>fear fear fear fear
I'm sorry that being honest scares you. I felt no fear in the things I wrote, I was just giving the most objective analysis I could.
>Now I want you to take into consideration what fucking effort it takes
It's important to distinguish between university pedants and people crunching the numbers. When the virus first hit last year, a full quarantine on all non-essential staff (true essential like agriculture and health workers, and not
"government likes you" Department of Defense/news media essential) for about 2-3 months, despite hurting businesses tremendously, would have prevented everything we are currently experiencing in relation to this virus. If that had been done before we hit the 100k milestone of people dead, then the economic losses of shuttering businesses, perhaps permanently, would have been negligible. You are severely underestimating the economic impact of people dying. The damage has not been done
precisely because of the limited efforts that have been made to prevent the spread of the disease. The issue is that most 1st world countries took the objectively worst
approach of quarantines to keep the hospitals from being overrun without any substance to them, ensuring you get both the economic downfall from loss of human life and from closed businesses/trade. When you hear "highly educated people" arguing for or against quarantine, assuming they aren't just pedants doing whatever the government tells them to, what they are actually arguing is whether or not it's worth continuing to do quarantines at this stage in the game.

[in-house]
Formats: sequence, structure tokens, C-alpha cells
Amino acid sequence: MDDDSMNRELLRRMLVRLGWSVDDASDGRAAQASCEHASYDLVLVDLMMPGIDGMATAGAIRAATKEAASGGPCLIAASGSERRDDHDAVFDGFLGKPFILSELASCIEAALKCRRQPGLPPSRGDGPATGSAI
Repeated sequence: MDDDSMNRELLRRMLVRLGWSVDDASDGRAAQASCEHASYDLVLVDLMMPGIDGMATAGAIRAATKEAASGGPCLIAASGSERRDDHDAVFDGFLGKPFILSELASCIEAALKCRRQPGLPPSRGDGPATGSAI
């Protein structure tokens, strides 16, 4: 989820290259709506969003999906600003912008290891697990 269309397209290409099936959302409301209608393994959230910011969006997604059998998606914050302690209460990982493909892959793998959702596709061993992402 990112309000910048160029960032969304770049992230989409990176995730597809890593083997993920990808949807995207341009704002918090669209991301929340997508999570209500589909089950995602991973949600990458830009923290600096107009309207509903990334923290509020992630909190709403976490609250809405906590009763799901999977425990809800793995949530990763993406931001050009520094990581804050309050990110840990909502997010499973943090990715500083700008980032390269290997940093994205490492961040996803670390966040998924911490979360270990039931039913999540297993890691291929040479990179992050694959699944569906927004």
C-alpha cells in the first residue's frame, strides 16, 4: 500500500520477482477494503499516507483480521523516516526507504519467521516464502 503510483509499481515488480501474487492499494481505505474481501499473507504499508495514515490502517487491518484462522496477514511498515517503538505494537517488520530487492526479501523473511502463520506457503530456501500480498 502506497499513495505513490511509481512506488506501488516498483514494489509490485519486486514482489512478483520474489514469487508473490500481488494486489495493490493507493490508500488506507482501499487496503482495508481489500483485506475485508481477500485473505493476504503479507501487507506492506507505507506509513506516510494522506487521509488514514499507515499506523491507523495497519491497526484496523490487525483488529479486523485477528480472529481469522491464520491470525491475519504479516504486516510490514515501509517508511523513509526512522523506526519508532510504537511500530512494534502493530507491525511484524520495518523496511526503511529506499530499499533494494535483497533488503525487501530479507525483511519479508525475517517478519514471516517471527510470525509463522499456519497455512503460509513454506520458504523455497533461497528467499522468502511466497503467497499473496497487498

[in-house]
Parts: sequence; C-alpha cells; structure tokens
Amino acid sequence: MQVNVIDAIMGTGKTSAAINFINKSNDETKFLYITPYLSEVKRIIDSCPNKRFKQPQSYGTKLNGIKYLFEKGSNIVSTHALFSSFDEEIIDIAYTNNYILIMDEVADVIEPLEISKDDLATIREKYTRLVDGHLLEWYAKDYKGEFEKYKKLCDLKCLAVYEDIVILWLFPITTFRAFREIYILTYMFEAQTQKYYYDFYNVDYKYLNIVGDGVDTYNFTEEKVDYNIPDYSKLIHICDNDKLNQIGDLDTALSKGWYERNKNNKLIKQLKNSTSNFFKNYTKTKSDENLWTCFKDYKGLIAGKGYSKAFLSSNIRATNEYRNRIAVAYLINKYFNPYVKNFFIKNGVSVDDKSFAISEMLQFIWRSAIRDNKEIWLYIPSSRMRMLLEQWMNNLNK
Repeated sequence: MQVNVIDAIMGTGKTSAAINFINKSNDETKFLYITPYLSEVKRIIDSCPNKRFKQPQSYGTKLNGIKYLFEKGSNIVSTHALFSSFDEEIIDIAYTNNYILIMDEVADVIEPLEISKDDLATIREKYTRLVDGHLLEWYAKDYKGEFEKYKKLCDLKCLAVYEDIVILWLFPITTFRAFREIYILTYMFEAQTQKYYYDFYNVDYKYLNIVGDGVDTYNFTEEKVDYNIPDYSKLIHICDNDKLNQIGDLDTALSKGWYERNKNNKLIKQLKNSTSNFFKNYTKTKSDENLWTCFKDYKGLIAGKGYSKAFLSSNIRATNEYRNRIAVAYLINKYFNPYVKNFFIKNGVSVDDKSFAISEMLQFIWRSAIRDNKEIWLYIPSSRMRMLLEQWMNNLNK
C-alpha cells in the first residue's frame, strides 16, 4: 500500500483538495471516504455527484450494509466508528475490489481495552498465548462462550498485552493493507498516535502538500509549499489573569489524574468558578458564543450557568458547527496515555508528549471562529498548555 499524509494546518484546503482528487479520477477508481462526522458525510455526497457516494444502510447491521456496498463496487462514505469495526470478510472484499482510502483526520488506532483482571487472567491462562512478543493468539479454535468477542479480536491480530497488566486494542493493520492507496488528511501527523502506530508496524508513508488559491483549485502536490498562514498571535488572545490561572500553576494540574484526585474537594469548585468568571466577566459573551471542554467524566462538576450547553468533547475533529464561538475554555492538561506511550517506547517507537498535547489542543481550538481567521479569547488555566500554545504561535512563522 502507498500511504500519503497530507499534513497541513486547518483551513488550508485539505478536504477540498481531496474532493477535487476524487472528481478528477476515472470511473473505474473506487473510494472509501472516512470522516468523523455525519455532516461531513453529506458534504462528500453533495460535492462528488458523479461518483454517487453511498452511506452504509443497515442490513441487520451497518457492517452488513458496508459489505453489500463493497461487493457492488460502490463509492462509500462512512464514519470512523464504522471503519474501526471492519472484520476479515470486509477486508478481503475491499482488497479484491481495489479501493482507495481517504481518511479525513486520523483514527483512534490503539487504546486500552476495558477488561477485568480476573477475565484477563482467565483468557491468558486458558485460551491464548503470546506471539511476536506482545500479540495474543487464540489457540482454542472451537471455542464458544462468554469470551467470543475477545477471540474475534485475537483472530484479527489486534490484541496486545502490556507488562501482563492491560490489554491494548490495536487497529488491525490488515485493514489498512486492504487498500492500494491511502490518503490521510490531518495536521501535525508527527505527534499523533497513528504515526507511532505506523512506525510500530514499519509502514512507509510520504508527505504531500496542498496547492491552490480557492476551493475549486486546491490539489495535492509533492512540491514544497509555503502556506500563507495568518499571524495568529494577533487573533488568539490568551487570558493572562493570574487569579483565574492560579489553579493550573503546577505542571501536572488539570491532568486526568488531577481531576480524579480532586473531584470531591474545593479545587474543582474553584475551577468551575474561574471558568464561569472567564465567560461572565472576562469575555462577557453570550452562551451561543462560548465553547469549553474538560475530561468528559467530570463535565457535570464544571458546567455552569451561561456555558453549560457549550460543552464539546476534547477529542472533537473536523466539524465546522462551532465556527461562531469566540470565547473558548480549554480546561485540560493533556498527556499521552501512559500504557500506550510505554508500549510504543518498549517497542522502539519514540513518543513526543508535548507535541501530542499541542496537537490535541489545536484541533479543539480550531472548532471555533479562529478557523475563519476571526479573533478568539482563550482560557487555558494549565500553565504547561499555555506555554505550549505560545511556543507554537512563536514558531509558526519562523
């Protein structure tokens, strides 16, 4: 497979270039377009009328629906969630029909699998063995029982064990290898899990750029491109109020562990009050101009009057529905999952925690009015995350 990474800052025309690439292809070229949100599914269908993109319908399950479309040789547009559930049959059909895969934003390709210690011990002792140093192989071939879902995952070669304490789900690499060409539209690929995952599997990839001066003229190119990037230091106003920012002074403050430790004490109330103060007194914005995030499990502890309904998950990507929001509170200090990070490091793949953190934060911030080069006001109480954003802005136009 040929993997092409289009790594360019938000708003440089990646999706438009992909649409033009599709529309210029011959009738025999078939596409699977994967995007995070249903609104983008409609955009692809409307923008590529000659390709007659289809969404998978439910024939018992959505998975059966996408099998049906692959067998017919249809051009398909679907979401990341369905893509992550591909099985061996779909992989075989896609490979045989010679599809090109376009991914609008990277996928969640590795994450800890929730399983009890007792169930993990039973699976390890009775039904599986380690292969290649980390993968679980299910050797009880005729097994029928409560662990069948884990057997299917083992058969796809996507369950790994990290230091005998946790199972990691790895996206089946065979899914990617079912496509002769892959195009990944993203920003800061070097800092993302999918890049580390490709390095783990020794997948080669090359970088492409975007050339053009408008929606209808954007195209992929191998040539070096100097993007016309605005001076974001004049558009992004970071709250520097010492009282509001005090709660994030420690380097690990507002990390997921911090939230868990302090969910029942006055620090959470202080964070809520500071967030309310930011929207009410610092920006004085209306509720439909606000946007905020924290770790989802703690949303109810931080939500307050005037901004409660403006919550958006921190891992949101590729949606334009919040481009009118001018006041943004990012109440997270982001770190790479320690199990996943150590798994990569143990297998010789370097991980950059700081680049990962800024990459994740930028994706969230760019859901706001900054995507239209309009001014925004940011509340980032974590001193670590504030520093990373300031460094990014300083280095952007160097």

>is a fucking nothingburger. It's literally nothing.
Sure, whatever. The data doesn't lie and every single country (state in the case of America) who took this approach to the virus saw death rates skyrocket while hospitals were overrun leading to mass death both from the virus
and from people being unable to access the healthcare they need/could access under normal circumstances.
This happened in South Dakota, this happened in the UK, this happened in Czechia, and I'm sure it happened elsewhere. But that's just a nothingburger, right? Secondary effects to infrastructure are almost always worse than the primary victims of a virus and unfortunately no one cares/everyone only sees how it's affected their work/their free time until their own begin to die from it.
The vaccines are a joke, but I won't get into that can of worms.